At an October 2005 conference sponsored by the Yale School of Forestry and Environmental Studies and held in Aspen, Colorado, more than a hundred leading scientists, policymakers, journalists, and leaders from business, religion and civil society identified the critical need for a central authoritative source for climate change information. A broad group of climate experts later confirmed this need during a November 2006 New York meeting convened by James Gustave Speth, Dean of the School of Forestry and Environmental Studies. At roughly the same time, in Palo Alto, California, The 11th Hour Project began organizing with the mission to popularize good information about global warming solutions, using the power of Silicon Valley scientists, entrepreneurs, and inventors.
These meetings inspired the idea for Climate Central, which took shape early in 2008 with seed money from The Flora Family Foundation and development funds from 11th Hour Project.
Climate Central’s founding board members were Jane Lubchenco, Wayne and Gladys Valley Professor of Marine Biology and Distinguished Professor of Zoology at Oregon State University; Stephen Pacala, Petrie Professor of Biology and Director of Princeton’s Institute for the Environment; and Wendy Schmidt, founder of The 11th Hour Project.
Climate Central is an independent nonprofit organization, a 501(c)(3) public charity headquartered in Princeton, New Jersey.
World Weather Attribution
In 2014, Climate Central helped create the World Weather Attribution (WWA) initiative, a groundbreaking international effort to analyze and communicate the possible influence of climate change on extreme weather events such as storms, extreme rainfall, heat waves, cold spells, and droughts. WWA was launched as a partnership of Climate Central, the University of Oxford Environmental Change Institute (Oxford ECI), the Royal Netherlands Meteorological Institute (KNMI), the University of Melbourne, and the Red Cross Red Crescent Climate Centre (the Climate Centre), with Climate Central serving as secretariat and convener.
WWA was initiated in 2014 when leading members of the climate science community concluded that the emerging science of extreme event attribution could be made operational. In 2016, this assessment was confirmed by the National Academies of Sciences, Engineering and Medicine in a consensus report titled Attribution of Extreme Weather Events in the Context of Climate Change. As that report noted, “In the past, a typical climate scientist’s response to questions about climate change’s role in any given extreme weather event was ‘we cannot attribute any single event to climate change.’ The science has advanced to the point that this is no longer true as an unqualified blanket statement.”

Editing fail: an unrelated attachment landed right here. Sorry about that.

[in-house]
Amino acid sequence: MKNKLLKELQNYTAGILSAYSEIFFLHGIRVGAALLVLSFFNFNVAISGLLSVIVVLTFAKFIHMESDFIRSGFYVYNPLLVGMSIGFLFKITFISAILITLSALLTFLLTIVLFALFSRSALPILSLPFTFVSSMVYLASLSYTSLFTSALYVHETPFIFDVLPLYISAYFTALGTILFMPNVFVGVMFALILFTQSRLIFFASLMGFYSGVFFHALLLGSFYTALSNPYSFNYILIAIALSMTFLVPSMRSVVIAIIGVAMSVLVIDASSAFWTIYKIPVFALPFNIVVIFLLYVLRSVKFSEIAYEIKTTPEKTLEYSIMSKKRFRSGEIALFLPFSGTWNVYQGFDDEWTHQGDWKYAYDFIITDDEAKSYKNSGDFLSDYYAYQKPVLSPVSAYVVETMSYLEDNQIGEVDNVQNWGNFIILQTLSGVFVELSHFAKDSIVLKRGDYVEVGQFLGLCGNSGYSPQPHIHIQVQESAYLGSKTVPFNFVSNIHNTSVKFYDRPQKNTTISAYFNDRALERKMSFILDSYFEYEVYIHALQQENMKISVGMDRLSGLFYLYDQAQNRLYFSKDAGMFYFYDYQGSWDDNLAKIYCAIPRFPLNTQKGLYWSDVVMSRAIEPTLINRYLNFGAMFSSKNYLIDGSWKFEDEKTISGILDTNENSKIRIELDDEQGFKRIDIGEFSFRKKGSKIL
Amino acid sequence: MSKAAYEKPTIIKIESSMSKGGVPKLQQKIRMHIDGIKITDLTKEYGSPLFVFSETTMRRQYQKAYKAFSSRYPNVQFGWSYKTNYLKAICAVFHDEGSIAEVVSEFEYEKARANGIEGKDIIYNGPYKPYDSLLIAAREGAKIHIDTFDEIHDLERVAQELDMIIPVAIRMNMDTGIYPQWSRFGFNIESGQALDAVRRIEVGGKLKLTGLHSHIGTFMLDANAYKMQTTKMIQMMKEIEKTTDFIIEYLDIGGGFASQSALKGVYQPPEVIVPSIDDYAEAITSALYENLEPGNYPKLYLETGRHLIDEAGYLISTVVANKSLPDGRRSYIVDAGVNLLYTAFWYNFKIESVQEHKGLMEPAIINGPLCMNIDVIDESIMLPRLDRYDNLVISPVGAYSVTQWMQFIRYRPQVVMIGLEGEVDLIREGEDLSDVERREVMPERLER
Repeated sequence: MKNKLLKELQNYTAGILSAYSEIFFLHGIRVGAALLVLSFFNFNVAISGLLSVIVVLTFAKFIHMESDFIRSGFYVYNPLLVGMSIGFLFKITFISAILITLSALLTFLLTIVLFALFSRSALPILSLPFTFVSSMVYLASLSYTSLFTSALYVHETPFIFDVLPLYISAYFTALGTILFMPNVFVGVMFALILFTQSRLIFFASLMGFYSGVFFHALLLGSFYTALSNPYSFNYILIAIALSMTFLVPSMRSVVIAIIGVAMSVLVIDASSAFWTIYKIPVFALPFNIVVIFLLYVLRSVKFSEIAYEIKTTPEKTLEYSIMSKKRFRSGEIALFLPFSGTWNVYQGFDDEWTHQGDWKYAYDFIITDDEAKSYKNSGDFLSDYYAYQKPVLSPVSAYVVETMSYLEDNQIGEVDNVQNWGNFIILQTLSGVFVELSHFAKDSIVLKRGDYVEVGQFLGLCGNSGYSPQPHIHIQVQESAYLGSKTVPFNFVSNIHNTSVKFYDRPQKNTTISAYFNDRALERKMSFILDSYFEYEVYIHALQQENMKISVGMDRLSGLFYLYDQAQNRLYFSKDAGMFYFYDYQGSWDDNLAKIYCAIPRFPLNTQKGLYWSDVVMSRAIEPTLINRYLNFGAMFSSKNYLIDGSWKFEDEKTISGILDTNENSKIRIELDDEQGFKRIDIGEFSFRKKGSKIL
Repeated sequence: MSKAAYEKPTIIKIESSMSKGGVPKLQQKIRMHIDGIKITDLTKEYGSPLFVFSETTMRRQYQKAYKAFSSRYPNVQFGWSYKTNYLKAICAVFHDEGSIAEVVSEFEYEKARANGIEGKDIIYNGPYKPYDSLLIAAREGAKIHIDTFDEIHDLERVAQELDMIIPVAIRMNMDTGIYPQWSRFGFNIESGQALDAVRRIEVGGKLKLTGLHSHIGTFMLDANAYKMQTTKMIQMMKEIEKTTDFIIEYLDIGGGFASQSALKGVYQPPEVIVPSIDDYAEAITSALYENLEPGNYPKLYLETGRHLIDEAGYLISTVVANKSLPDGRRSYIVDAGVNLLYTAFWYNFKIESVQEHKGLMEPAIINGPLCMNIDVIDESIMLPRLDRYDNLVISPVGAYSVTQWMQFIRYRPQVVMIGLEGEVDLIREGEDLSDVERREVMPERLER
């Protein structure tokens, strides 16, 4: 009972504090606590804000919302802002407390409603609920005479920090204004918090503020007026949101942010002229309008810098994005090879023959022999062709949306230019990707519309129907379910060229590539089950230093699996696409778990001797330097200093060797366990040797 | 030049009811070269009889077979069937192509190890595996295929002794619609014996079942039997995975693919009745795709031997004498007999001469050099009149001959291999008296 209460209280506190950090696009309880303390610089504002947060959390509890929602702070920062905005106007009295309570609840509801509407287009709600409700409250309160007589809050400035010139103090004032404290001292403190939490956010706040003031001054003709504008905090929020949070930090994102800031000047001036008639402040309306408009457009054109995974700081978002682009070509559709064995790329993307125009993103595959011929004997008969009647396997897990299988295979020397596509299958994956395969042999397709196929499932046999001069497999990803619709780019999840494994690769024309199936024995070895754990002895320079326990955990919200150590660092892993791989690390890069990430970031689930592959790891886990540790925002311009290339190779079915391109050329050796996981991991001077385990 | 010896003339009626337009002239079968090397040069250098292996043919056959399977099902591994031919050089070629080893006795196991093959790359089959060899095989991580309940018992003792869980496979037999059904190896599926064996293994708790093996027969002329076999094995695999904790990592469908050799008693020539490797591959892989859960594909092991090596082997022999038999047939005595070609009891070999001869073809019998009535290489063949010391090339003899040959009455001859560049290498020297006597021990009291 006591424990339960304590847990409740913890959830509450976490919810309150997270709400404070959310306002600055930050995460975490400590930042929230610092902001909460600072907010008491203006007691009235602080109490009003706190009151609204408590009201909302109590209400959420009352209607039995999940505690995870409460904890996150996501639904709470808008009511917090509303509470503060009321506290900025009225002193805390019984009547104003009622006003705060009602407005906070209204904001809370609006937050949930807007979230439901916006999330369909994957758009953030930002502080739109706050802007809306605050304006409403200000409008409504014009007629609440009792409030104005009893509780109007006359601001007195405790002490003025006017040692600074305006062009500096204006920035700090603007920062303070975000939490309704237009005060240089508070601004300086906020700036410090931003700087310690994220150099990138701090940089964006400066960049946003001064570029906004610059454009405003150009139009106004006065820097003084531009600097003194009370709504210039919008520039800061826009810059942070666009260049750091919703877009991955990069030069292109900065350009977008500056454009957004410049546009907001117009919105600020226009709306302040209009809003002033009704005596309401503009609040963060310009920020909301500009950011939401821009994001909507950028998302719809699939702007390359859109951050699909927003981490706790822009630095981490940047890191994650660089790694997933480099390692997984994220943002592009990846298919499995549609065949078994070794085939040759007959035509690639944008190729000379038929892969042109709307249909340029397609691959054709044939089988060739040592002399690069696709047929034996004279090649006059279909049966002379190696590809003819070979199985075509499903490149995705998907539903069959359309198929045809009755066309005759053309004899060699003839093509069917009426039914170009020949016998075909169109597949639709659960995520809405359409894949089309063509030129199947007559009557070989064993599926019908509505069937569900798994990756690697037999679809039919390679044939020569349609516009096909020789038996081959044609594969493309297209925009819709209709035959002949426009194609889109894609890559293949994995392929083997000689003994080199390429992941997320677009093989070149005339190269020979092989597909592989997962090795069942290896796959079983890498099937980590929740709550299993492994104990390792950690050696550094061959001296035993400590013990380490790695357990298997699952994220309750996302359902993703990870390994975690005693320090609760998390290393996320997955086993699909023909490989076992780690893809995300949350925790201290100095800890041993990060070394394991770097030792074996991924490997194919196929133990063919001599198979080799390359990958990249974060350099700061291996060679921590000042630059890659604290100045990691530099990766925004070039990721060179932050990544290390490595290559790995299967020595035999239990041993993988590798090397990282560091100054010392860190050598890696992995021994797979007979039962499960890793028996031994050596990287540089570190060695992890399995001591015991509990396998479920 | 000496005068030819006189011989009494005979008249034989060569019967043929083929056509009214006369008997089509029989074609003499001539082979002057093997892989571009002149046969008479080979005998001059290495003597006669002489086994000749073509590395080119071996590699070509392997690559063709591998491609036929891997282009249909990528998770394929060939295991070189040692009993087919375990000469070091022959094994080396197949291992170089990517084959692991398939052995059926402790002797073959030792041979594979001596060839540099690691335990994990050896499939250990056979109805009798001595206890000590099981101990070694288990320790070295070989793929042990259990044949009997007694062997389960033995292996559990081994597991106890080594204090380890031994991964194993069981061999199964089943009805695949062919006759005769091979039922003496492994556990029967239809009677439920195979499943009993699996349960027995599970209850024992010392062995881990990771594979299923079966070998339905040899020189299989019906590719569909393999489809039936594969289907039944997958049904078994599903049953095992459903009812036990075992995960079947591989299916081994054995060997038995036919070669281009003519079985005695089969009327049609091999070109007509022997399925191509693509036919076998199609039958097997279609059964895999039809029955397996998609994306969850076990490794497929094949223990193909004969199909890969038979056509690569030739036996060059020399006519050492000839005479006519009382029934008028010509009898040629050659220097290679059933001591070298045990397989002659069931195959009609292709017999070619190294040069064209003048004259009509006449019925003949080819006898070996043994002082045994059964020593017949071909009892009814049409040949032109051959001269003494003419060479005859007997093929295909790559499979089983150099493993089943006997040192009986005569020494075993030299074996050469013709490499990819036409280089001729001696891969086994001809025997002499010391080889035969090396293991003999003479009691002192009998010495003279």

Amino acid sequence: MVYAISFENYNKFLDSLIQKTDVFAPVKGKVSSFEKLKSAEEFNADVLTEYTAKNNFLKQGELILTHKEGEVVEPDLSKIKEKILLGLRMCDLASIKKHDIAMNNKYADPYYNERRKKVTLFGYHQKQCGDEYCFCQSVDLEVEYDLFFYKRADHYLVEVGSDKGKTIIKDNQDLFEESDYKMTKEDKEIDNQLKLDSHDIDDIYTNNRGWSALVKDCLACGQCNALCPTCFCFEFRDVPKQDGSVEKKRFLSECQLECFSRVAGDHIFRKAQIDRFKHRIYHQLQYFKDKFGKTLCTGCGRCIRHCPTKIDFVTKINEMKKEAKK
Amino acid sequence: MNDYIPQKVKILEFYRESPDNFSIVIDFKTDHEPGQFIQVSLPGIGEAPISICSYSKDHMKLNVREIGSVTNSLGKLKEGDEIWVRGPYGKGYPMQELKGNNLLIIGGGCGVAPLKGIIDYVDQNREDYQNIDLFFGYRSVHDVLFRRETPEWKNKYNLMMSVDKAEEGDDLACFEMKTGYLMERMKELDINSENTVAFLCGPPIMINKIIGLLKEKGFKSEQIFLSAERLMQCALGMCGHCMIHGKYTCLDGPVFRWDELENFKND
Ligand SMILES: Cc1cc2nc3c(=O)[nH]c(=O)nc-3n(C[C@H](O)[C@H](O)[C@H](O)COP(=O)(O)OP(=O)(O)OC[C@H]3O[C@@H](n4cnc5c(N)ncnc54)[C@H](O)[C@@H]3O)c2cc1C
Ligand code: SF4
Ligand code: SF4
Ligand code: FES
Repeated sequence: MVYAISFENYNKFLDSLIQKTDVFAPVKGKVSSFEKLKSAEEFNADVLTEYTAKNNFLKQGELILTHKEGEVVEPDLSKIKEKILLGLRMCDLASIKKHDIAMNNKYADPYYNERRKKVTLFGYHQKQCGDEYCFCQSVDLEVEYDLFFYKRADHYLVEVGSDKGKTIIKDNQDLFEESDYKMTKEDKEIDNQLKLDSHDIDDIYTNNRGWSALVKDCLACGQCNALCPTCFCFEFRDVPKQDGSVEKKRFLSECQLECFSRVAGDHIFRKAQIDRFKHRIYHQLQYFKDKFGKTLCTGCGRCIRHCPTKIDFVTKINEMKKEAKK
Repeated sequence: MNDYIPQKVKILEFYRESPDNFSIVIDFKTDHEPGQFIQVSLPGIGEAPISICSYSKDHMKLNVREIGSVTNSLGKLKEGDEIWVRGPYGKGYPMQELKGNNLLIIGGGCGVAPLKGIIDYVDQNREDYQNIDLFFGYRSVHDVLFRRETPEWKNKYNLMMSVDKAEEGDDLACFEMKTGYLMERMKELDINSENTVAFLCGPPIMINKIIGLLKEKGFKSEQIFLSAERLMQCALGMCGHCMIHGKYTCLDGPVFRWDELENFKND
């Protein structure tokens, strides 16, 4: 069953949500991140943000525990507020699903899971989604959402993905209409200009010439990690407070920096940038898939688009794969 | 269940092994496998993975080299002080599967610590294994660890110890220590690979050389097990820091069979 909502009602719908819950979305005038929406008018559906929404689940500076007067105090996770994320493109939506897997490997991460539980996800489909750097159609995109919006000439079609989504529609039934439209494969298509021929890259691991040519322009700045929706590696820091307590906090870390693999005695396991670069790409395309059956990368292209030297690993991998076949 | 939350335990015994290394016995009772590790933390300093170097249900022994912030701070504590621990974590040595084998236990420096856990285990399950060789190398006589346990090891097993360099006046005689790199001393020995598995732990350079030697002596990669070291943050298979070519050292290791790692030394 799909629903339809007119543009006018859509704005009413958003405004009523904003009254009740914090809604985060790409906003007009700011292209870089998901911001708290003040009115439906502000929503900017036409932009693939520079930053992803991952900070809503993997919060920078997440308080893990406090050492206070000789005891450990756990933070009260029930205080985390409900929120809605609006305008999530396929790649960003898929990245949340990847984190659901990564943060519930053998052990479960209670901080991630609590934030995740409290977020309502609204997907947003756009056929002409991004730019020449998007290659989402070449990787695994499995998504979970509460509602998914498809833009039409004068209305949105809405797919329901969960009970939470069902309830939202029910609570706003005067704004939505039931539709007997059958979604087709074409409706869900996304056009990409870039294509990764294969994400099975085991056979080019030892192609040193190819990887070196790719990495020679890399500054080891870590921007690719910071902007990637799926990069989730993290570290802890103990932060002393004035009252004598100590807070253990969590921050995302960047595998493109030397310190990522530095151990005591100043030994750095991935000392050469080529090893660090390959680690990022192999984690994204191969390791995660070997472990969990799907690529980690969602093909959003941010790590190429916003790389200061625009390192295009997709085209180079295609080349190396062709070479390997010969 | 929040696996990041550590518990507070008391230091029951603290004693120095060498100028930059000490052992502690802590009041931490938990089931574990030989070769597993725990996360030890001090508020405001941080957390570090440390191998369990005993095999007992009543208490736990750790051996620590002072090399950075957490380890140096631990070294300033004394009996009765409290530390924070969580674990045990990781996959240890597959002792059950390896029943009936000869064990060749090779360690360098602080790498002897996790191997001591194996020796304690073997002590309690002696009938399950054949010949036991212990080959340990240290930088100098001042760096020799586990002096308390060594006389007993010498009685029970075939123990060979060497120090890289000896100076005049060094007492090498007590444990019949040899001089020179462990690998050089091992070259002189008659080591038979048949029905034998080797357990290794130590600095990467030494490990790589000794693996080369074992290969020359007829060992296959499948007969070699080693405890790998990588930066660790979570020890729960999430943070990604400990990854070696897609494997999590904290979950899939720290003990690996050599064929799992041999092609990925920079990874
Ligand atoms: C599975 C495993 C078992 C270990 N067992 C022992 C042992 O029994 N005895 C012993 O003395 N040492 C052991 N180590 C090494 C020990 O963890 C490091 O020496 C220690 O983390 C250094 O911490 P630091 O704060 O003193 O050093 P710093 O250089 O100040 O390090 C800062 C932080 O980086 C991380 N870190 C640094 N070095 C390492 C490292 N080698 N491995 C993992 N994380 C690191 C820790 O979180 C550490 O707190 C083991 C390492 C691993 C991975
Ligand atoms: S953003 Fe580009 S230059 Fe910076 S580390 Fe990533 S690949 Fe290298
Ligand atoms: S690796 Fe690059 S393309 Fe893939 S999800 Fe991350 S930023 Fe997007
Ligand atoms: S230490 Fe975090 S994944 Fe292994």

Between its founding and early 2018, WWA produced and disseminated more than two dozen attribution analyses on extreme-weather events at locations around the globe, including in Africa, Asia, South and North America, Europe and Australia. Many of these reports drew substantial attention from the media and policymakers.
In early 2018, Climate Central completed its participation in WWA in order to focus on the widespread effects of climate change on weather extremes, valuation of damages from such events, and resulting harm to human well-being. In doing so, Climate Central is responding to growing demand from planners, private and public-sector users, media, civil society, and others for customized, local climate change information, which has become its hallmark, to be delivered efficiently at scale through broad geographic analyses conducted by Climate Central and others. WWA separately continues to conduct its full range of activities independent of Climate Central.
With our new focus, Climate Central aims is to reveal to the public and decision-makers when and to what extent impacts such as flood damage, heat-related illness and death, declines in property values, and other social and economic impacts associated with increases in extremes may be firmly connected to greenhouse gas emissions from human activities.
Analyzing extremes and impacts more comprehensively will, we believe, enable Climate Central to have greater impact on the ongoing conversation about how to address the threat of climate change. The time is ripe for such a shift because event attribution is now widely accepted in the scientific community and broadly understood by the media, thanks in part to Climate Central’s prior work with WWA and on attribution more broadly.
Fundamental to our mission is conveying the facts about climate science in a cogent and unbiased fashion. Therefore, we will continue to communicate results from all sources within the scientific community whenever we find those to be rigorous, credible and important for informing the public and decision-makers.